In The Know: Plan to create rural residencies for med students unveiled

In The KnowIn The Know is a daily synopsis of Oklahoma policy-related news and blogs. Inclusion of a story does not necessarily mean endorsement by the Oklahoma Policy Institute. You can sign up here to receive In The Know by e-mail.

Today In The News

Plan aired to bring docs to rural areas: Oklahoma State University officials on Wednesday announced a six-year, $3.8 million grant from the state’s Tobacco Settlement Endowment Trust to help fund a medical residency program in mostly rural parts of the state.  OSU President Burns Hargis said the money from the trust fund will be matched with $5.6 million in federal funding through the Oklahoma Health Care Authority [The Republic]. Increasing the number of rural providers can help improve Oklahoma’s health care as a whole by strengthening access to care [OK Policy].

Upcoming event: Zarrow Mental Health Symposium: Mental Health Association Oklahoma will host the 21st annual Zarrow Mental Health Symposium September 17 – 18, 2015 at the Cox Business Center in Tulsa (100 Civic Center, Tulsa, OK 74103). This year’s theme is “Integrating Healthcare: Treating Mind, Body, and Spirit” [OK Policy].

Memorial held for Labor Commissioner Mark Costello: A memorial gathering for lain state Labor Commissioner Mark Costello was held at Christ the King Catholic Church in Tulsa on Wednesday [Tulsa World]. Costello’s body will lie in repose in the Capitol rotunda today [KOCO]. Costello’s family has requested donations to the National Alliance on Mental Illness Oklahoma in lieu of flowers [KSWO].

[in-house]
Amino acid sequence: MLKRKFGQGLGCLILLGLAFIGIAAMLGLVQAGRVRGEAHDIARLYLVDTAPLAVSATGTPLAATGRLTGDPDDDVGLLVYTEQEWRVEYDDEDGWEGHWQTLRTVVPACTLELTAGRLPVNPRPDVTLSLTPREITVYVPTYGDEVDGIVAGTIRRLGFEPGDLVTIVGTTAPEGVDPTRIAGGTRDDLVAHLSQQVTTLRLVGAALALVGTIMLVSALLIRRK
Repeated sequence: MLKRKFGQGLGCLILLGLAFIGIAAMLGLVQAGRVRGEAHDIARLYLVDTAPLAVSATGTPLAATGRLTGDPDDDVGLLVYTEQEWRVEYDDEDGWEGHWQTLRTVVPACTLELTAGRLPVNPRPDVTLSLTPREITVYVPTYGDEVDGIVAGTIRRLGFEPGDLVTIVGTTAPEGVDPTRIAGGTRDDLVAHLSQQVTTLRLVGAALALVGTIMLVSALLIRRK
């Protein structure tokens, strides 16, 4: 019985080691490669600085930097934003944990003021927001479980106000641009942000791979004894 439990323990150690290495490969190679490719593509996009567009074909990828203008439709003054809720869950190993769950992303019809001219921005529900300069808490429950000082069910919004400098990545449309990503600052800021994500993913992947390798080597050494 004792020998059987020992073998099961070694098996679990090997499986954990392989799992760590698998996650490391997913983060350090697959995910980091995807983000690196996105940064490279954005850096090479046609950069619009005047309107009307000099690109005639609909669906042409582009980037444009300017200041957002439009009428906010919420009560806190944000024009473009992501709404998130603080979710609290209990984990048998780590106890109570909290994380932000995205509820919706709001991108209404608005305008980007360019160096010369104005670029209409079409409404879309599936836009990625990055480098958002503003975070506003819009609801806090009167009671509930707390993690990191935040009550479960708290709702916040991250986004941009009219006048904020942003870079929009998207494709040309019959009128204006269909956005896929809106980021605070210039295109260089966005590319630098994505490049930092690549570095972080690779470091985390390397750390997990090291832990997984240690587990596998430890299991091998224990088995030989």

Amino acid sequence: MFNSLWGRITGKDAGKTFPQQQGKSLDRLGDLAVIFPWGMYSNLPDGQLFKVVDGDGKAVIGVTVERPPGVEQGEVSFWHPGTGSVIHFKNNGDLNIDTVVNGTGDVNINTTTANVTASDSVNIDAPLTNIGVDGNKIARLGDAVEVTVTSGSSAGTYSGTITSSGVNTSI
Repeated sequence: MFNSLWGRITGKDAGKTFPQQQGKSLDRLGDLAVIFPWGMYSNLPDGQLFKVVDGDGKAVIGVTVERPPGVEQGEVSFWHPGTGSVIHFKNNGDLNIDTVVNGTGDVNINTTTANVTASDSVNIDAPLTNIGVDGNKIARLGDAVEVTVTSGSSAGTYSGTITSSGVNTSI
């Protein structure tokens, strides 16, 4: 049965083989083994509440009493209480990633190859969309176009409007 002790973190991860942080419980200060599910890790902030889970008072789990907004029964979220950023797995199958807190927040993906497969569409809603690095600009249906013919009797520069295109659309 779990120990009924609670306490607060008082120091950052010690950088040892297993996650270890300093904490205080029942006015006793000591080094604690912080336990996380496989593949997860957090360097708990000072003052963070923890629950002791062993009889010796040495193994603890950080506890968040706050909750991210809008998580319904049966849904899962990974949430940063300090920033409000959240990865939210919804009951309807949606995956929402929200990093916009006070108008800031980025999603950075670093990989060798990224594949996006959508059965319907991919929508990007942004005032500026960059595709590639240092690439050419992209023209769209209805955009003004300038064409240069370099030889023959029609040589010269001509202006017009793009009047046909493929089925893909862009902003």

10 years later, Hurricane Katrina victims call Tulsa home: More than 1,500 Katrina evacuees were bused to Camp Gruber, a National Guard base near Muskogee, where the Tulsa chapter of the American Red Cross had 48 hours’ notice to set up shelters, medical clinics and kitchens. The convoy came nonstop from Houston, and some evacuees had soiled their pants aboard the buses. Others were too exhausted to get out of their seats, and a frantic — but, fortunately, inaccurate — report went out over Red Cross walkie-talkies that bodies were on board [Tulsa World].

Controversies surround organizations serving the poor and homeless: Controversy has erupted in Tulsa over a soup kitchen and food pantry’s plan to relocate to the Pearl District [Tulsa World]. Night Light, a Tulsa organization that serves the poor and homeless weekly under a downtown bridge, is under threat from the city council [Tulsa World]. Following an emotional city council meeting, a homeless shelter in Norman is one step closer to relocating to the east side of the city [Norman Transcript].

Video: Forum on OKC Police, Minority Communities: Video of the Oklahoma Watch-Out forum on police and minority communities, featuring Oklahoma City Police Chief Bill Citty and Councilman John Pettis Jr, is now available [Oklahoma Watch].